Rounding out the specs section, the Hermes E1 also features the following:

  • OTF Macro Recording
  • Windows Key Disabling
  • All-Keys Lock
  • Graphical UI – GAMDIAS HERA
  • USB interface
  • 6 Gaming Profiles
  • WASD & Arrow keys Change
  • Consecutive Attack Mode
  • Quick-Attach Wrist Rest

The combo package also includes the DEMETER E2 Optical mouse and NYX E1 mouse pad, which I’ll cover more in just a bit. First, let’s talk a bit about the keyboard.

Build quality and design

Like I said before, the Hermes E1 isn’t a lightweight keyboard. In fact, it’s much bigger than the standard keyboards you get when you buy a budget-friendly desktop. I assume this is due to the mechanical keys, which require a bit more room to function properly.

The keybord itself is made of plastic and has a smooth finish that sits well against the skin. The included wrist rest is optional, but I’m not too keen on typing without it.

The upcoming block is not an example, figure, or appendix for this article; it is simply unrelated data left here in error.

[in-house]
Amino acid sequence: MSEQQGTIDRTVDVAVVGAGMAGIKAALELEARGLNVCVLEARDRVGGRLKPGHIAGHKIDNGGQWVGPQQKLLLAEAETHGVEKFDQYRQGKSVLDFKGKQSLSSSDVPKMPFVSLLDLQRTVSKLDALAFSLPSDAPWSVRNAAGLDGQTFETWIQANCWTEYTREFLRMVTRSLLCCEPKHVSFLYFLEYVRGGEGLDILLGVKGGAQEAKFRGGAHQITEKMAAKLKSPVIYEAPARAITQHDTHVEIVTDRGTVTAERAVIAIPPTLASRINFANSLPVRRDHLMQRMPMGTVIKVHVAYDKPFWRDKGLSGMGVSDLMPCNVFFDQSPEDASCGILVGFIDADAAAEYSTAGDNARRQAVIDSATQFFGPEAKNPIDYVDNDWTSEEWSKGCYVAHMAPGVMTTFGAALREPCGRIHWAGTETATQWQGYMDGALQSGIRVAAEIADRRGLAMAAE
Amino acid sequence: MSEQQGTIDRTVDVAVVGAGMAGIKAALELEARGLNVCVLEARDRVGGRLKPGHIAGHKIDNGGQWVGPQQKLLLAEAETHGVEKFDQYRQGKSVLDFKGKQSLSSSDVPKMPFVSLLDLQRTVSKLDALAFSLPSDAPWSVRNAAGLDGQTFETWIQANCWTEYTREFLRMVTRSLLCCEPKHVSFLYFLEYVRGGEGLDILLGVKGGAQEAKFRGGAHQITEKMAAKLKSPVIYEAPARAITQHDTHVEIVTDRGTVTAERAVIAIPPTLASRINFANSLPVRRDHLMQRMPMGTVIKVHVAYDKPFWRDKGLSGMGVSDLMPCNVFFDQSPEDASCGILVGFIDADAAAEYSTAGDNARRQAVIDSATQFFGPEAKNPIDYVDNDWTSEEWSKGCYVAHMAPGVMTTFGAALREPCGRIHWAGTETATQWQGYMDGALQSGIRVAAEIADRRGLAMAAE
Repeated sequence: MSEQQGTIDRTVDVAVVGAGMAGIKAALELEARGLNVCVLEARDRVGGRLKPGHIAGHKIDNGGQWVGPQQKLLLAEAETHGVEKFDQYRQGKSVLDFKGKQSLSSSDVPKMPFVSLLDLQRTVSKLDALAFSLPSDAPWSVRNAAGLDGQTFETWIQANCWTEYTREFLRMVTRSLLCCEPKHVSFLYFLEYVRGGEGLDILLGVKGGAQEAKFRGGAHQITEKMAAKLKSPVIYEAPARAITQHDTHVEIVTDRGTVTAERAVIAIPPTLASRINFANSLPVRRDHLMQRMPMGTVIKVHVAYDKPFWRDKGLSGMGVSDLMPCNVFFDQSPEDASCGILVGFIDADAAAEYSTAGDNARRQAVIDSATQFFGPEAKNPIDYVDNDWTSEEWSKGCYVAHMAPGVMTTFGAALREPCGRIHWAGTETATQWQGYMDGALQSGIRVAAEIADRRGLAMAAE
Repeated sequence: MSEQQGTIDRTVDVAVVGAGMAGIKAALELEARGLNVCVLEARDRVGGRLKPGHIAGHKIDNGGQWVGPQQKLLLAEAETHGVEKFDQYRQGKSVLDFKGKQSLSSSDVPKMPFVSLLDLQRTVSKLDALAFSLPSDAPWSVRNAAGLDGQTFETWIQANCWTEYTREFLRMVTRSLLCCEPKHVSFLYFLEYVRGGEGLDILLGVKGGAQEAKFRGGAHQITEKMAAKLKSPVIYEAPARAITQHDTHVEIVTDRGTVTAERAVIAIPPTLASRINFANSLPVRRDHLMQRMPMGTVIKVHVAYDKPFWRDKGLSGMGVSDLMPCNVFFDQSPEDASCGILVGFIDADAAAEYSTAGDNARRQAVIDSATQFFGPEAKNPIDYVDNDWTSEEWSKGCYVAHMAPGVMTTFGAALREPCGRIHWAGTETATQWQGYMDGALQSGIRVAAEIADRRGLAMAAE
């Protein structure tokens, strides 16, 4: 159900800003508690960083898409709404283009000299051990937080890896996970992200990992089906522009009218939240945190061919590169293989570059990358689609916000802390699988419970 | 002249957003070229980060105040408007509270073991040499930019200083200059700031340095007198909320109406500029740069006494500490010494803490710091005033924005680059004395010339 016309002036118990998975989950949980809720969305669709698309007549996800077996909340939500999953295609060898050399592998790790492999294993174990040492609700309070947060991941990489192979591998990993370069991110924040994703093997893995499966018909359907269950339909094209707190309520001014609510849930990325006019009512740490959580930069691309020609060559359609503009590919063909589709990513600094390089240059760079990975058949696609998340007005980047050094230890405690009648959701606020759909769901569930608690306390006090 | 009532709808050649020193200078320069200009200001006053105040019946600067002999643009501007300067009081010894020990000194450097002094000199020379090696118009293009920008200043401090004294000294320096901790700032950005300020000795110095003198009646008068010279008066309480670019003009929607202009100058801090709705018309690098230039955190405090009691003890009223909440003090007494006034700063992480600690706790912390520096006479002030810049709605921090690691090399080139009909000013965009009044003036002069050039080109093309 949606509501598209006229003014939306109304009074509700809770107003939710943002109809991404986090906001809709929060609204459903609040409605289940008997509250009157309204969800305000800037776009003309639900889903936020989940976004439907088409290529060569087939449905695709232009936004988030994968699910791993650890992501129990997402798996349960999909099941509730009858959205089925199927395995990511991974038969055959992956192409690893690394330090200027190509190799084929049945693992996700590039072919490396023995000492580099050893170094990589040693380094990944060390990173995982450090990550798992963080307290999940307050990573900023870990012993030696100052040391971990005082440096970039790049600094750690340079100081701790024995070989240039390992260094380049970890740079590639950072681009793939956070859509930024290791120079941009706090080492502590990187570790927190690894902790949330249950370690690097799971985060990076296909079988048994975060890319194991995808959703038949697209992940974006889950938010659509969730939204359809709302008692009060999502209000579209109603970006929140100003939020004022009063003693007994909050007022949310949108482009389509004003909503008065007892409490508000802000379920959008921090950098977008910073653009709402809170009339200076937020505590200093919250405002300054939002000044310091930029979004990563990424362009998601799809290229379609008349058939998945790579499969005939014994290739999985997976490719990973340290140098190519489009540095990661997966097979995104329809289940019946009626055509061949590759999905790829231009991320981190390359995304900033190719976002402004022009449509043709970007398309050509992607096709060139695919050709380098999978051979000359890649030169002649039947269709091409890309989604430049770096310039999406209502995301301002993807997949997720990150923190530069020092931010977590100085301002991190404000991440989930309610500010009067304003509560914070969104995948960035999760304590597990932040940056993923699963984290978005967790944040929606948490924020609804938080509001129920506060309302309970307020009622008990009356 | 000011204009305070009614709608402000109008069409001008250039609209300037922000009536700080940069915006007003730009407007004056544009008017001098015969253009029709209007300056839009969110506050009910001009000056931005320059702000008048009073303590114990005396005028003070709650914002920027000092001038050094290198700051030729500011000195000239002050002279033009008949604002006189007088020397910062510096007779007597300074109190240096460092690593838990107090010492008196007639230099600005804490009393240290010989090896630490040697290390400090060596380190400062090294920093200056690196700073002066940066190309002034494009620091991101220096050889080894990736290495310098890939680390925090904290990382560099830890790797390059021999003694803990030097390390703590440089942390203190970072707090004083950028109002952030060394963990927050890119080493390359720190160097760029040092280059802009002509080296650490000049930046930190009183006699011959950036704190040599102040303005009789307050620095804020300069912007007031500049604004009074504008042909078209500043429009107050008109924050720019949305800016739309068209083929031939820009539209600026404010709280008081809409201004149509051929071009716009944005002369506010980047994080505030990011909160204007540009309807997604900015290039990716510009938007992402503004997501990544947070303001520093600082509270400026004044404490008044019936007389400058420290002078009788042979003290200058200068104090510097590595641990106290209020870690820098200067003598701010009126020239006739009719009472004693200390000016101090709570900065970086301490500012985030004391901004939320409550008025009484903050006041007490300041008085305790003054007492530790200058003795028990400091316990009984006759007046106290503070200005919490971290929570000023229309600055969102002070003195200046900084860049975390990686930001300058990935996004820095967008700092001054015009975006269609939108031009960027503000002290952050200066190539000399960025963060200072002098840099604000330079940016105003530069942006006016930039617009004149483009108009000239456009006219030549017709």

To better explain, it kinda feels like I’m driving a Cadillac with no bumper on the front. It just feels more comfortable to me with it on, so I don’t remove it.

It’s also worth noting that the wrist rest detaches easily, so if you move your keyboard around a lot, you might need to make sure it’s still in place.

I LOVE the keys! The girlfriend? Not so much…

The keys are large and contoured, which is excellent for typing accuracy. The only thing I don’t like about the them is the font GAMDIAS used to label them.

I’m sure they went with futuristic text to compliment the gaming lifestyle, but they can be a bit hard to read for this old man’s eyes at times, even with the brightness turned all the way up.

The keys are also loud when you type, which the girlfriend noticed instantly when I plugged the Hermes E1 in for the first time.

I believe her exact words were, “That would make for a hate-worthy office-mate, if I had to listen to those for 8 hours everyday.” Luckily, she let me finish my review without banishing me to sleep on the couch for a few nights in return.

What really makes the keys special is their breathe lighting effect, which you set using the HERA GUI. It makes the keyboard look almost demonic, which I love.